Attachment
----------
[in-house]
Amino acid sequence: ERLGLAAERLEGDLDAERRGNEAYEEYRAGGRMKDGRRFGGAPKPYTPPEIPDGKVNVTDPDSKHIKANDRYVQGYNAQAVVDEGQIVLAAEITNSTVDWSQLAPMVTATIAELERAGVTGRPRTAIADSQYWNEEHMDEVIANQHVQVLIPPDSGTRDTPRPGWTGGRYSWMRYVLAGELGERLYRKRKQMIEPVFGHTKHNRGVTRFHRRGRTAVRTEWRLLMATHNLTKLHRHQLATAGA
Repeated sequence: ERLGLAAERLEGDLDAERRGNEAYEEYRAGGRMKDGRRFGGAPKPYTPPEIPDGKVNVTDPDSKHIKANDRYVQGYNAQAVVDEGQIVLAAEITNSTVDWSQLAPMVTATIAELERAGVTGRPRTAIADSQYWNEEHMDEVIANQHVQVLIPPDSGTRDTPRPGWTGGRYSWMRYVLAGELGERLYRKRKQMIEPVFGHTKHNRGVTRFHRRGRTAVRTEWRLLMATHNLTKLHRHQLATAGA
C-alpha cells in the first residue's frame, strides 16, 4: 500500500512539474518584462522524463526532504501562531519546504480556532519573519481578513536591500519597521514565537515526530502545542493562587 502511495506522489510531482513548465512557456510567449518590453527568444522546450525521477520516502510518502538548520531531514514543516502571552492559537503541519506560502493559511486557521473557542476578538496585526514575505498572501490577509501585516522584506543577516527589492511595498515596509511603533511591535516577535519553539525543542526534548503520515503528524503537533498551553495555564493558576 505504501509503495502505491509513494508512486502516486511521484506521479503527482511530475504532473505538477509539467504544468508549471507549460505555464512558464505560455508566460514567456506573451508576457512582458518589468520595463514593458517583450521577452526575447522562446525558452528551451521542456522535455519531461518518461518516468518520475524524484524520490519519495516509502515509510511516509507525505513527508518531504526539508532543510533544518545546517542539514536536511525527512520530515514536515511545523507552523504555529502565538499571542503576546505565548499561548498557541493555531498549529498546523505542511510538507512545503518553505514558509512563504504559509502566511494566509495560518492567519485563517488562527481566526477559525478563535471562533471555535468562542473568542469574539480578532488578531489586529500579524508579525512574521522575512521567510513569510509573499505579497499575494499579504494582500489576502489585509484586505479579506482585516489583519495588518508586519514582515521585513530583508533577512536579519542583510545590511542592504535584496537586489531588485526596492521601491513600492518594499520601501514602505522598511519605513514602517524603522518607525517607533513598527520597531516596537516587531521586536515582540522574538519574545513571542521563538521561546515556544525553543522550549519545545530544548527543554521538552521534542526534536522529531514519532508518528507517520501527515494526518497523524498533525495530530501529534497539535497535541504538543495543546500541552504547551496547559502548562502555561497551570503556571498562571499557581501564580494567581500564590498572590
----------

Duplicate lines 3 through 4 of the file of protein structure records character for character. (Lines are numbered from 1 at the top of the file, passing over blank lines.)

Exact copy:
Repeated sequence: ERLGLAAERLEGDLDAERRGNEAYEEYRAGGRMKDGRRFGGAPKPYTPPEIPDGKVNVTDPDSKHIKANDRYVQGYNAQAVVDEGQIVLAAEITNSTVDWSQLAPMVTATIAELERAGVTGRPRTAIADSQYWNEEHMDEVIANQHVQVLIPPDSGTRDTPRPGWTGGRYSWMRYVLAGELGERLYRKRKQMIEPVFGHTKHNRGVTRFHRRGRTAVRTEWRLLMATHNLTKLHRHQLATAGA
C-alpha cells in the first residue's frame, strides 16, 4: 500500500512539474518584462522524463526532504501562531519546504480556532519573519481578513536591500519597521514565537515526530502545542493562587 502511495506522489510531482513548465512557456510567449518590453527568444522546450525521477520516502510518502538548520531531514514543516502571552492559537503541519506560502493559511486557521473557542476578538496585526514575505498572501490577509501585516522584506543577516527589492511595498515596509511603533511591535516577535519553539525543542526534548503520515503528524503537533498551553495555564493558576 505504501509503495502505491509513494508512486502516486511521484506521479503527482511530475504532473505538477509539467504544468508549471507549460505555464512558464505560455508566460514567456506573451508576457512582458518589468520595463514593458517583450521577452526575447522562446525558452528551451521542456522535455519531461518518461518516468518520475524524484524520490519519495516509502515509510511516509507525505513527508518531504526539508532543510533544518545546517542539514536536511525527512520530515514536515511545523507552523504555529502565538499571542503576546505565548499561548498557541493555531498549529498546523505542511510538507512545503518553505514558509512563504504559509502566511494566509495560518492567519485563517488562527481566526477559525478563535471562533471555535468562542473568542469574539480578532488578531489586529500579524508579525512574521522575512521567510513569510509573499505579497499575494499579504494582500489576502489585509484586505479579506482585516489583519495588518508586519514582515521585513530583508533577512536579519542583510545590511542592504535584496537586489531588485526596492521601491513600492518594499520601501514602505522598511519605513514602517524603522518607525517607533513598527520597531516596537516587531521586536515582540522574538519574545513571542521563538521561546515556544525553543522550549519545545530544548527543554521538552521534542526534536522529531514519532508518528507517520501527515494526518497523524498533525495530530501529534497539535497535541504538543495543546500541552504547551496547559502548562502555561497551570503556571498562571499557581501564580494567581500564590498572590